News Corp called out for failing to declare sponsored stories

Pippa Chambers
By Pippa Chambers | 26 September 2017
Spot the sponsored content

News Corp’s 'cash for content' articles were rumbled on last night's ABC show Media Watch, after the publisher's Herald Sun was called out for failing to disclose that certain stories were actually sponsored items.

Referring to two online stories as “overload indeed” and “some pretty good PR”, Barry revealed how the 'sponsored' strap line had failed to be appear when viewing the story via search engines or social media, leaving readers to soak up the content believing it to be impartial news items.

Article details mentioned how the Moet & Chandon Lawn sounds fabulous, with the “crisp Moet Champagne” and a “delicious gourmet grazing” menu – not forgetting the Black Caviar Restaurant, with its “electric atmosphere and awe-inspiring racecourse views”.

“Wow, you have to admit that’s some pretty good PR, but so it should be because while both these pieces, which ran on News Corp websites across the country are written by the Herald Sun, they’re actually giant ads,” Barry said.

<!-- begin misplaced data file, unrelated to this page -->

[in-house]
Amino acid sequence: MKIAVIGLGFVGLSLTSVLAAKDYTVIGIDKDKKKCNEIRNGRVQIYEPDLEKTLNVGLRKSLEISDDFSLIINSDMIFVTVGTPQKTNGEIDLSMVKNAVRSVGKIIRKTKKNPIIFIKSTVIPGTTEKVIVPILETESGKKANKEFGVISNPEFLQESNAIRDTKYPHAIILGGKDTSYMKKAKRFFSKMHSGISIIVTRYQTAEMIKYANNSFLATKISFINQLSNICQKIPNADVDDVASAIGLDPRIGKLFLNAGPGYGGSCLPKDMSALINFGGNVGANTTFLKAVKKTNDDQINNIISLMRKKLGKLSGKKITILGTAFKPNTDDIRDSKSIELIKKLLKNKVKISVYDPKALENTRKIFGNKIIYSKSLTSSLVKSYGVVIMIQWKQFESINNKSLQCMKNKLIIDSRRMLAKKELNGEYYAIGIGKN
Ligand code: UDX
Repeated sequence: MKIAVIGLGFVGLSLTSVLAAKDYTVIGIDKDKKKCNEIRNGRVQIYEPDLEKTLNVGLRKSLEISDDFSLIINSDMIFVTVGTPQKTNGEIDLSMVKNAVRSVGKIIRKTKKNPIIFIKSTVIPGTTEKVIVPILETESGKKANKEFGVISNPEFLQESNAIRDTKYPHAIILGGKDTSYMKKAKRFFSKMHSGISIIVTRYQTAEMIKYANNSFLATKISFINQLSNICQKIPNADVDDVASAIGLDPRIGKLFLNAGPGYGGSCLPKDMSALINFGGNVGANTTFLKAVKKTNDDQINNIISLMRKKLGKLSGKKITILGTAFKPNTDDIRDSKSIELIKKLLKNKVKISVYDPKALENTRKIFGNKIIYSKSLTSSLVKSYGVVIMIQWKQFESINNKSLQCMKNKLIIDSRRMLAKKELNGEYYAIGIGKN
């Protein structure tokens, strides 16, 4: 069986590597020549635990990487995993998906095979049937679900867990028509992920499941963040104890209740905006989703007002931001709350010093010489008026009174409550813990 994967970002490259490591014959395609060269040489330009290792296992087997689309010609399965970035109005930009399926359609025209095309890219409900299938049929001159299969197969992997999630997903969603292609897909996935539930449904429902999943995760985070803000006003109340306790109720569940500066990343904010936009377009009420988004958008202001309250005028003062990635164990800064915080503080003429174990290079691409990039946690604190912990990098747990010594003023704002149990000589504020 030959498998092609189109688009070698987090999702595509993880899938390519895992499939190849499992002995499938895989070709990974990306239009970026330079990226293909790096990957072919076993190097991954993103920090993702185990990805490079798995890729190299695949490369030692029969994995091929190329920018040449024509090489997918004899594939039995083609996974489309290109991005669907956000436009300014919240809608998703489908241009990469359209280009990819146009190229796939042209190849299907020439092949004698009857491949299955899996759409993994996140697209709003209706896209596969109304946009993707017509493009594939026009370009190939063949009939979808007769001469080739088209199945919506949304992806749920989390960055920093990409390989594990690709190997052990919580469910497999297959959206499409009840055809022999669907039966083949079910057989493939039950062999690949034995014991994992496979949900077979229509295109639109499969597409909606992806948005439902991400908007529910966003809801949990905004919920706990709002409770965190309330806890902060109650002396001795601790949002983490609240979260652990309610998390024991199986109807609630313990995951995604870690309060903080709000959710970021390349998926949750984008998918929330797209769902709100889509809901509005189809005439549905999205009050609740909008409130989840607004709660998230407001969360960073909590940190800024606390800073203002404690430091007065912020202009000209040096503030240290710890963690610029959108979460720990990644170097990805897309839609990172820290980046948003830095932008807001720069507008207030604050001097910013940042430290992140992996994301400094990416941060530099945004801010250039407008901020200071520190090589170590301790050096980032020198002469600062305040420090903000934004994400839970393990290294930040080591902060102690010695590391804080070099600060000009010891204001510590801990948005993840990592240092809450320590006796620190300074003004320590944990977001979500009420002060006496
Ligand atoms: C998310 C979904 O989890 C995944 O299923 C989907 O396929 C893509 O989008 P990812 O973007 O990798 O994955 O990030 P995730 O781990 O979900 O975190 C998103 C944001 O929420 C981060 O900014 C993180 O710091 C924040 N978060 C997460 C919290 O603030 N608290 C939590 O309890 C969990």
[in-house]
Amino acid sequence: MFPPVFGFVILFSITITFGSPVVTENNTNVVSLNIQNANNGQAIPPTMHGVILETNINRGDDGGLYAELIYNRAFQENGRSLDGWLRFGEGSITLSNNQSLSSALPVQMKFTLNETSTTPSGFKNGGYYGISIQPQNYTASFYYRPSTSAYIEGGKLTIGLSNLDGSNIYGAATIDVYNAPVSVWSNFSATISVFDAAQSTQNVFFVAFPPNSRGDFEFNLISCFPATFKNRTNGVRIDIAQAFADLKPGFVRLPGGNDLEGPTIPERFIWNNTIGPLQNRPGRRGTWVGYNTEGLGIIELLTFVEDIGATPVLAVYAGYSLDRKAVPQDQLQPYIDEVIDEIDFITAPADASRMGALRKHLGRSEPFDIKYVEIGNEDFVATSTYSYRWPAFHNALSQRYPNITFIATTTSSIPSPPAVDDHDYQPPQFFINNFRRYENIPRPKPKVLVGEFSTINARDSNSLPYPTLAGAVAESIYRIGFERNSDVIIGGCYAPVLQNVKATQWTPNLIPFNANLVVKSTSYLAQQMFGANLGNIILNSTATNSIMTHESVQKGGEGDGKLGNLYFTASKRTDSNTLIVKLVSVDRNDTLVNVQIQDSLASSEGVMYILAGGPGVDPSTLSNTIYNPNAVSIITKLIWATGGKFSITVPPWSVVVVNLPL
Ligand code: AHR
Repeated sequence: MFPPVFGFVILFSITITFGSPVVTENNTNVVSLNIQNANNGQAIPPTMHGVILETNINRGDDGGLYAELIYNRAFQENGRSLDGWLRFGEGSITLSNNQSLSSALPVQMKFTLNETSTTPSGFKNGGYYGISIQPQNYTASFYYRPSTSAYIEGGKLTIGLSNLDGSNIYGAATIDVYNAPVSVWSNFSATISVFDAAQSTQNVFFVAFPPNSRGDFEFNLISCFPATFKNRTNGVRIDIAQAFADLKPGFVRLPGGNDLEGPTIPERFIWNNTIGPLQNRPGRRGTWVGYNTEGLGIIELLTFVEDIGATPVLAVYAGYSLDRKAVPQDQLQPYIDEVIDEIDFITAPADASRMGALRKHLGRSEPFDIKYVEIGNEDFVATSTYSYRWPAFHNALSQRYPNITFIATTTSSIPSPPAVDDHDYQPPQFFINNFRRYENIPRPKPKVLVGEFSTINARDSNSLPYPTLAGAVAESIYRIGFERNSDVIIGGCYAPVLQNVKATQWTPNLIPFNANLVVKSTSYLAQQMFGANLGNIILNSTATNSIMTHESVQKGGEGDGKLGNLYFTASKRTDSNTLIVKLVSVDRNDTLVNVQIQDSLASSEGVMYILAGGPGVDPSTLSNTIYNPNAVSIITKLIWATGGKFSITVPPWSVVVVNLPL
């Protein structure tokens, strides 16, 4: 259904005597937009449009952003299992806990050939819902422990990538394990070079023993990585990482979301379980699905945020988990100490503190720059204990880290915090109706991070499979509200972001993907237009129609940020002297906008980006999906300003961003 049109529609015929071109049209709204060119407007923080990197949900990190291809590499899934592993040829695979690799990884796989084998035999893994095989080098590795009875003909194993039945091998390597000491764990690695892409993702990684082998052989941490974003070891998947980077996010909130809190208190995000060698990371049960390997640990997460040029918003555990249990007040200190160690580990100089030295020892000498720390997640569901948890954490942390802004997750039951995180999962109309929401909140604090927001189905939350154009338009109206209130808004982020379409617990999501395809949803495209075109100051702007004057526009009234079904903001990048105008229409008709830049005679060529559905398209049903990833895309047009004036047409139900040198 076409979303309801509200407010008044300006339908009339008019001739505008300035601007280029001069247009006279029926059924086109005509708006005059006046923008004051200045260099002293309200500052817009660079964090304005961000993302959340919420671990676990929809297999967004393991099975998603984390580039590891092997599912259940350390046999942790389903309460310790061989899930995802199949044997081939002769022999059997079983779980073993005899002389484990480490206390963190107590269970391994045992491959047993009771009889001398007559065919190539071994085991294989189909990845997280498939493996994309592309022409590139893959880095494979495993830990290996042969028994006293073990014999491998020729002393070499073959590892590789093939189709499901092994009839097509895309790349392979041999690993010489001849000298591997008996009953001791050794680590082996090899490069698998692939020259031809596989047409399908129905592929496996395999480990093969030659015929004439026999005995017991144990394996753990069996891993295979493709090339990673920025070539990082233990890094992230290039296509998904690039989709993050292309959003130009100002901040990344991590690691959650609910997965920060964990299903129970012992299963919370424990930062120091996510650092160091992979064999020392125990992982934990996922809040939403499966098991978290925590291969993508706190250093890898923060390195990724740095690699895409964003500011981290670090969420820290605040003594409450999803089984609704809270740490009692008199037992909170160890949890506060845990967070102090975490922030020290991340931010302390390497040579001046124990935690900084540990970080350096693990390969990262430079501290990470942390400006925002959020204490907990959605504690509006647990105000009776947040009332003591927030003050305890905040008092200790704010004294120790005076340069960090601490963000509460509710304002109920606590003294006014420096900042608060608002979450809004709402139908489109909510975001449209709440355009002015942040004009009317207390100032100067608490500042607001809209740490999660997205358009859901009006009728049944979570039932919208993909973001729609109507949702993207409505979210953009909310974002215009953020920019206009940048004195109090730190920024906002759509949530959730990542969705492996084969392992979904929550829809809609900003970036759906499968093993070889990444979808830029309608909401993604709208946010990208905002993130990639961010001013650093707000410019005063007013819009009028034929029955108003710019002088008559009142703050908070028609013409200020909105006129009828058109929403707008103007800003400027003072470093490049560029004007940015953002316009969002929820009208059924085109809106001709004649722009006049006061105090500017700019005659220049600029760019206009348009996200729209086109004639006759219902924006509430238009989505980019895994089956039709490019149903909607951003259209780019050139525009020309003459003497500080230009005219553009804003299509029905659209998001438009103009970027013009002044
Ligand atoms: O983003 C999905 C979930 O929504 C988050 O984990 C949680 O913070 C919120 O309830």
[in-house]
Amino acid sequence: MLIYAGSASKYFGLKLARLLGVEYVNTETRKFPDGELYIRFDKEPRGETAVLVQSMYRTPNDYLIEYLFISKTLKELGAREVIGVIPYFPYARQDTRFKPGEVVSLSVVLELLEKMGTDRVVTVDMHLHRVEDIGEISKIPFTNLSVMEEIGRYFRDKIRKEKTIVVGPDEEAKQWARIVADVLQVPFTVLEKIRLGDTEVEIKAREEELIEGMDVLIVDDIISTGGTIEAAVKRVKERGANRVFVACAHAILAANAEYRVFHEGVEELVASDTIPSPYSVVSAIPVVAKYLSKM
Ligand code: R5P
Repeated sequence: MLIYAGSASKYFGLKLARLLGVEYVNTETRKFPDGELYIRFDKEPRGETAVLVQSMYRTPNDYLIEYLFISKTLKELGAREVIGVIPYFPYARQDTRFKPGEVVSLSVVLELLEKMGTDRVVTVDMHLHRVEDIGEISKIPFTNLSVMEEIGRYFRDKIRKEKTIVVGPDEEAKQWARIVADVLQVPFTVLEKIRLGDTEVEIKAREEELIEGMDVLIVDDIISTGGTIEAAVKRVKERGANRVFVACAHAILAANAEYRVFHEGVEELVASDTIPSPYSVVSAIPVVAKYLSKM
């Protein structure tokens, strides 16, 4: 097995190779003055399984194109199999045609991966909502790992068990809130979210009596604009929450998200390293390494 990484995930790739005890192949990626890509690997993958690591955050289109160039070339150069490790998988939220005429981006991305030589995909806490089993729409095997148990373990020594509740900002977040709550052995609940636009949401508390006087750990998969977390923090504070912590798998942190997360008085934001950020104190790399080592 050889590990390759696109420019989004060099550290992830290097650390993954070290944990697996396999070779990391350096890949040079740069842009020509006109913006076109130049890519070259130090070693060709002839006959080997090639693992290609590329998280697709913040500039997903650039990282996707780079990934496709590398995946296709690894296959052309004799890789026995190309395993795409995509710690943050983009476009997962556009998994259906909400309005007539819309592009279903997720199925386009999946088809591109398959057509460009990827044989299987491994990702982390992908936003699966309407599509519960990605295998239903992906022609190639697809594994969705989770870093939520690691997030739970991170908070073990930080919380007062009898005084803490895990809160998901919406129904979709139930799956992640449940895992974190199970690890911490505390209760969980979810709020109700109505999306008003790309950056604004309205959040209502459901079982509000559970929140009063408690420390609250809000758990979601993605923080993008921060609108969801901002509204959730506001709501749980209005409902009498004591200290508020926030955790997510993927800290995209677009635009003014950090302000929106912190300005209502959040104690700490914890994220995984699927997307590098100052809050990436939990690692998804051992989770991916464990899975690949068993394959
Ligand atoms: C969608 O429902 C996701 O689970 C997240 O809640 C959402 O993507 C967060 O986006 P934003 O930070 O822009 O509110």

Barry said if you clicked through from the Herald Sun’s homepage you might have spotted the 'sponsored' code, but many readers would come in via search engines or social media, meaning the stories themselves have no disclosure at all.

“This so-called content marketing, in which ads are dressed up to look like news, is increasingly common,” Barry said, mentioning how most editors agree that readers should be told when a story has been paid for.

Barry went on to mention other examples in The Daily Telegraph and was told by News Corp that “appropriate signposting of native and commercial content is important”.

Following Media Watch's enquiry both the Herald and the Telegraph added disclaimers to their stories.

A News Corp statement read: “The examples you have pointed out are largely due to the articles being placed on a web article template which has since been upgraded to better identify this kind of content.

"Regarding your other questions, you will understand that we do not discuss the commercial arrangements between News Corp and its customers."

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